Social Vs. Familial Groups


In a recent post entitled “Finding Your Tribe”, I mentioned that as you discover your purpose and passion you may discover that the people around you do not share your passion or your vision. I recommended that you continue to pursue your purpose and trust that God will surround you with people who love and support you. The piece that I did not fully address is the difficulty associated with disconnecting from the group that you have grown accustomed to.

The Americanized version of church is a social group at its core. Their convictions are held in place by social pressure. There are so many churches to choose from that attendees often choose one where people think and believe the same way they do. As a result, the bonds that connect them tend to be more social than spiritual or supernatural. That is in stark contrast to the Bible’s view of Christ followers. According to the Bible we are to be brothers and sisters in Christ. This familial relationship was intended to be based on our common father, not on the ideals that we share inside a brick and mortar building. This distinction is important because as you begin to wake up to your calling and passion, you may find that you are part of a social group. If that happens you need to be aware that social groups behave differently than groups that share a familial relationship through Christ (Christ followers). I have spoken to several “Sleeping Giants” recently who, like our family, have awoken to discover that they were in a social club, not a group of brothers and sisters. That is why I am taking the time to address this topic.

In the post “What to do When You Don’t Fit In”, I shared the account of a church that was faced with members that felt like God was calling their family away from the group. In the post I detailed how beautifully this was handled. The members were sad to see them go, but their departure was not a threat to the group, because the group’s cohesion was based on a familial relationship, not a social ideology.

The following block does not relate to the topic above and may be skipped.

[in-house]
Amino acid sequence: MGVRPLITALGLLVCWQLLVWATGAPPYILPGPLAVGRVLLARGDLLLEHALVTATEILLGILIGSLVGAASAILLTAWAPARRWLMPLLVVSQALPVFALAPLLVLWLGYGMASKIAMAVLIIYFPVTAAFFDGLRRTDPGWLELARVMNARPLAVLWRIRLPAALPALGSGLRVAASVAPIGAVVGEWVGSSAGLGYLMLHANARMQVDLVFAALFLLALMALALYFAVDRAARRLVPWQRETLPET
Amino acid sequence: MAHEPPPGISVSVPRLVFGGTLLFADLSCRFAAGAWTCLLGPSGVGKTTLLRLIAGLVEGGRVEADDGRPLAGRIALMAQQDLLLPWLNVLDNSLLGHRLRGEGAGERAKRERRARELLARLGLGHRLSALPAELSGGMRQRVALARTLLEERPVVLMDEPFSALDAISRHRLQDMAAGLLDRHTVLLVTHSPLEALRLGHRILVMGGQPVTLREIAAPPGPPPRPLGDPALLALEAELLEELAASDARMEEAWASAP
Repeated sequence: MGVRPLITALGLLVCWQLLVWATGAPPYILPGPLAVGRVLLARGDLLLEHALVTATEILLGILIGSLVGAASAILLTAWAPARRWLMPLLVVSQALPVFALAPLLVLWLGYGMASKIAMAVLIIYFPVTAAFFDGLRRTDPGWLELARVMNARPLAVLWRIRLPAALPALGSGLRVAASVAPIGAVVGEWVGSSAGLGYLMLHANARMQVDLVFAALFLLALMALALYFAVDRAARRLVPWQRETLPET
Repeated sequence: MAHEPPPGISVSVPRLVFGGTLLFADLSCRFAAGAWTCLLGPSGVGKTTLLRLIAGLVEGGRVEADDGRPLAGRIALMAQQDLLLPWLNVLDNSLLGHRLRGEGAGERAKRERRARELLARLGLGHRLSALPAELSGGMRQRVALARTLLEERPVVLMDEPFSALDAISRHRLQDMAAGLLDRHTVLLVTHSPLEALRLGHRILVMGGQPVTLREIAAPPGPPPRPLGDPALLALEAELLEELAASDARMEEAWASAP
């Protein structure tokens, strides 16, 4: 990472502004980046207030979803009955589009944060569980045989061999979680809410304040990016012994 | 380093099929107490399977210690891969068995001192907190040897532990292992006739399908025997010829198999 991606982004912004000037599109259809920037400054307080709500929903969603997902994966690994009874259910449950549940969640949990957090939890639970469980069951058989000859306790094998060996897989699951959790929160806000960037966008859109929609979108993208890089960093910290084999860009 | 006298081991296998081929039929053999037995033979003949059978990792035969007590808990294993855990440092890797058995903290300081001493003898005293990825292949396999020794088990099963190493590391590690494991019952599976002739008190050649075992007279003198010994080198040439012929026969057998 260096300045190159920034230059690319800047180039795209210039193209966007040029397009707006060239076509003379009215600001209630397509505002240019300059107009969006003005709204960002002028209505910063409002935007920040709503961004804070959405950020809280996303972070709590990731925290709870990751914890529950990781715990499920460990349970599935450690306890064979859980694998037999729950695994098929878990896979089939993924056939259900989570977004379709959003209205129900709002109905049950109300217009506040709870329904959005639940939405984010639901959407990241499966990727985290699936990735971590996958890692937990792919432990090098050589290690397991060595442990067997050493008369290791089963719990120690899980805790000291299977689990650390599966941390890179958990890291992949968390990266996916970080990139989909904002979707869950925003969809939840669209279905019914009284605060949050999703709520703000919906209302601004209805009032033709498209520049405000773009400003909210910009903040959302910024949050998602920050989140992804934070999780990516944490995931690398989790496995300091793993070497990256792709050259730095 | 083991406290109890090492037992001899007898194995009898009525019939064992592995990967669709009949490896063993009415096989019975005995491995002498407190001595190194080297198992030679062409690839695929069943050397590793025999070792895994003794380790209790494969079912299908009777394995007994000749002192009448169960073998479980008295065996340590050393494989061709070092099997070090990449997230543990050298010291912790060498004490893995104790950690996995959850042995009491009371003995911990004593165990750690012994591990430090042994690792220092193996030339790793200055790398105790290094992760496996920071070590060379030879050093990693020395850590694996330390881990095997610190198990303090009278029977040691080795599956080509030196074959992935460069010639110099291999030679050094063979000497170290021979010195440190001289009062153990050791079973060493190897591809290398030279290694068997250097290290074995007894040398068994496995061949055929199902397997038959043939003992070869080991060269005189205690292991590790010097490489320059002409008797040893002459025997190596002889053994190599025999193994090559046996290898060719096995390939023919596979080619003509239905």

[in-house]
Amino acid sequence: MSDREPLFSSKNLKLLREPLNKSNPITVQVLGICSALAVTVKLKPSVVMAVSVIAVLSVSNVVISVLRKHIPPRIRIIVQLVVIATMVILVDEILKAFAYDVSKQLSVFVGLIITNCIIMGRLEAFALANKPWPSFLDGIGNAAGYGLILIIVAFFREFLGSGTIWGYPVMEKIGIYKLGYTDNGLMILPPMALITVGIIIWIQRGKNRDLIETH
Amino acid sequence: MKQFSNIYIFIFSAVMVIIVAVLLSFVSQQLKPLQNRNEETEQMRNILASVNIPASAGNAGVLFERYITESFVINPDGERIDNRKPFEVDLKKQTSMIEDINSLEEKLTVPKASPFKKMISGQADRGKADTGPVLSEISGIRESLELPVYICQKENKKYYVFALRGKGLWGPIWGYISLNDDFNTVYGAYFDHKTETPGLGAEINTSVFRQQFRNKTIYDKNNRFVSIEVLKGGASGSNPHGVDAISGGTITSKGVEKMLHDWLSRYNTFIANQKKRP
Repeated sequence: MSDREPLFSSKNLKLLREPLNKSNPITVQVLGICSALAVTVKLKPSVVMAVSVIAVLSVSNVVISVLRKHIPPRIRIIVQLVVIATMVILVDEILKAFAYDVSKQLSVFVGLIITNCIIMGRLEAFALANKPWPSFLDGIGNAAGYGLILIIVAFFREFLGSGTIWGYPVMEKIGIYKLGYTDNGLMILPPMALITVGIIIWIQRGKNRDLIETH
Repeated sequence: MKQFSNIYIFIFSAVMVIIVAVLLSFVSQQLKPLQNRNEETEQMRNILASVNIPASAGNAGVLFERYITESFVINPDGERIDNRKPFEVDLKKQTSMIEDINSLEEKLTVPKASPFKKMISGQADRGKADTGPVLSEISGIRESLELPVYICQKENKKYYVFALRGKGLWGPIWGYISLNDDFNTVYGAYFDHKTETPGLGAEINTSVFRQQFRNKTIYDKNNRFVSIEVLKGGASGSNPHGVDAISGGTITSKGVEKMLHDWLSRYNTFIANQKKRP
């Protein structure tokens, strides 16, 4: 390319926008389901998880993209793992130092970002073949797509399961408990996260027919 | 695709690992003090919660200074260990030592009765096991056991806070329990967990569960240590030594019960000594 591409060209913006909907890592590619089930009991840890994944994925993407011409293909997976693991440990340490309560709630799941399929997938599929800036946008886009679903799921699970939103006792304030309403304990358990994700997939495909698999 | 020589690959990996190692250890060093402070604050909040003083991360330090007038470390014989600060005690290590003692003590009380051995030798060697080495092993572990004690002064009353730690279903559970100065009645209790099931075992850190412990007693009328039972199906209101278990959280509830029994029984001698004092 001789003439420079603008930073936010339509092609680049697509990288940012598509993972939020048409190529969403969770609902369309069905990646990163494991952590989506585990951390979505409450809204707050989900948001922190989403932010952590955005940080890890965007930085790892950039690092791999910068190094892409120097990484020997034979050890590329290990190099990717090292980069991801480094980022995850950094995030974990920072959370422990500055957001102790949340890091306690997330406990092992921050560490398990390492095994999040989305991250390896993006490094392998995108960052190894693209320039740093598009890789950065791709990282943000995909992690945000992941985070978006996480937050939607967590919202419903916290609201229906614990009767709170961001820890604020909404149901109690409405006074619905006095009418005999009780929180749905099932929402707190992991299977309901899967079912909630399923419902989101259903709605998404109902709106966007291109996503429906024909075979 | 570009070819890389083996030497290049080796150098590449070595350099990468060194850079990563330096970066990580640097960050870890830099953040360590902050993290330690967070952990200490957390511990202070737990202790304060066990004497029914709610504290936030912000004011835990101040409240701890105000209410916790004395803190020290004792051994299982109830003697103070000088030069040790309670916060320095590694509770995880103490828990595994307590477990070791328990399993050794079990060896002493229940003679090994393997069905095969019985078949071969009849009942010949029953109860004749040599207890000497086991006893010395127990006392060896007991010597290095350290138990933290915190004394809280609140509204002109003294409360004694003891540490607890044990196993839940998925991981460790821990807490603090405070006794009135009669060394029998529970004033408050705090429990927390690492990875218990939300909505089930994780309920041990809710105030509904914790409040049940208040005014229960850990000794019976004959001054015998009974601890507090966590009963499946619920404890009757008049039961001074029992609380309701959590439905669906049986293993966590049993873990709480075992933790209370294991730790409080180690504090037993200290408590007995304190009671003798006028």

Social groups tend to be cliquish. You are loved and welcomed as long as you share the ideologies and expressions that form the core of the group. If you voice disagreement or act in a way that disagrees with the group’s core ideology, you are no longer welcomed in the group. For example, if you join a dog lovers club and then decide that cats are more important than dogs, vocalizing that will cause a distance between you and the other members of the club. This will most likely result in you no longer being welcomed to speak on behalf of the group. That is how a person gets removed from a social group.

In contrast, a group that is based on a familial relationship through Christ has another way of handling things. The Bible clearly lays out the process for confronting someone who is straying from core ideologies. The first step is a one-on-one conversation about the issue. I have found that these type of conversations solves a lot of problems. It allows a person to state their case and for two people to come to an understanding. Often what we perceive as a huge problem is simply a misunderstanding. If two are not able to come to an understanding the next step is to invite some others to witness the conversation. Finally, if the person still persists in their error, we are to treat them the same way we would treat someone who is ignorant of our core ideologies; with love, respect and kindness.

As I stated earlier, the Americanized version of church is social at its core. So, do not be surprised or offended if you are treated poorly when you begin to voice something other than the group’s core ideology. It does not mean that they are evil or out to hurt you. They are simply in a social group and are restricted to function within those parameters.

On the other hand, if you find yourself being confronted about your actions, as is detailed in Matthew 18:15-17, then you can rest assured that you are in a familial group of brothers and sisters, through Christ. You should take the opportunity to explain your actions, ensure your actions are Biblical and welcome the other person to speak into your life. Never assume that you, alone, hear from God. The familial structure is there to offer much needed balance. My sincere hope is that you are surrounded by brothers and sisters that are willing to weigh God’s direction out with you and that together you can be part of an experience that I detailed in “What to do When You Don’t Fit In”.


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